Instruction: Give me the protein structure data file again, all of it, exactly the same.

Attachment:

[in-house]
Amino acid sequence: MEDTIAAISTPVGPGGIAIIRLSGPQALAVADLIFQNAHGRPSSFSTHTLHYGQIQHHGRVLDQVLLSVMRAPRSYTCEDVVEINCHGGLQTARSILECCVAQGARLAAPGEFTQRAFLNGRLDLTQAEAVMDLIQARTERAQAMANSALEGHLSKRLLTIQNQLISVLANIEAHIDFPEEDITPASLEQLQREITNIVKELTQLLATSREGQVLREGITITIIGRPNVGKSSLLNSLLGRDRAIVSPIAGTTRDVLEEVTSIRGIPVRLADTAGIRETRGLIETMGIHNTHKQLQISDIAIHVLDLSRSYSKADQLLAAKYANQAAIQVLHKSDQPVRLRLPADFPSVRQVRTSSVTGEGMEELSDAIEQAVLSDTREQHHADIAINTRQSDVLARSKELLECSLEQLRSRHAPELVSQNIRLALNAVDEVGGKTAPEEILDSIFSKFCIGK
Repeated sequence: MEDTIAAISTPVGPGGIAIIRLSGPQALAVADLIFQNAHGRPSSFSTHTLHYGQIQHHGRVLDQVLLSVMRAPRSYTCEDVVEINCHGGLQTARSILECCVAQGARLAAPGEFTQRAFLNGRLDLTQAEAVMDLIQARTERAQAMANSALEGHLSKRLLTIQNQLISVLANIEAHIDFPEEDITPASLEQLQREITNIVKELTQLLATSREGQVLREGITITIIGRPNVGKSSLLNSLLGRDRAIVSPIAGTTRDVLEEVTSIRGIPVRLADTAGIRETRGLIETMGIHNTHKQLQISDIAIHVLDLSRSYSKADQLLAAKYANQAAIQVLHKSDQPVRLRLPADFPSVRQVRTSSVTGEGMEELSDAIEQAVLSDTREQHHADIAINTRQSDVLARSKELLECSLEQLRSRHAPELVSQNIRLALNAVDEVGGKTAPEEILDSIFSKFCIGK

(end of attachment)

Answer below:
[in-house]
Amino acid sequence: MEDTIAAISTPVGPGGIAIIRLSGPQALAVADLIFQNAHGRPSSFSTHTLHYGQIQHHGRVLDQVLLSVMRAPRSYTCEDVVEINCHGGLQTARSILECCVAQGARLAAPGEFTQRAFLNGRLDLTQAEAVMDLIQARTERAQAMANSALEGHLSKRLLTIQNQLISVLANIEAHIDFPEEDITPASLEQLQREITNIVKELTQLLATSREGQVLREGITITIIGRPNVGKSSLLNSLLGRDRAIVSPIAGTTRDVLEEVTSIRGIPVRLADTAGIRETRGLIETMGIHNTHKQLQISDIAIHVLDLSRSYSKADQLLAAKYANQAAIQVLHKSDQPVRLRLPADFPSVRQVRTSSVTGEGMEELSDAIEQAVLSDTREQHHADIAINTRQSDVLARSKELLECSLEQLRSRHAPELVSQNIRLALNAVDEVGGKTAPEEILDSIFSKFCIGK
Repeated sequence: MEDTIAAISTPVGPGGIAIIRLSGPQALAVADLIFQNAHGRPSSFSTHTLHYGQIQHHGRVLDQVLLSVMRAPRSYTCEDVVEINCHGGLQTARSILECCVAQGARLAAPGEFTQRAFLNGRLDLTQAEAVMDLIQARTERAQAMANSALEGHLSKRLLTIQNQLISVLANIEAHIDFPEEDITPASLEQLQREITNIVKELTQLLATSREGQVLREGITITIIGRPNVGKSSLLNSLLGRDRAIVSPIAGTTRDVLEEVTSIRGIPVRLADTAGIRETRGLIETMGIHNTHKQLQISDIAIHVLDLSRSYSKADQLLAAKYANQAAIQVLHKSDQPVRLRLPADFPSVRQVRTSSVTGEGMEELSDAIEQAVLSDTREQHHADIAINTRQSDVLARSKELLECSLEQLRSRHAPELVSQNIRLALNAVDEVGGKTAPEEILDSIFSKFCIGK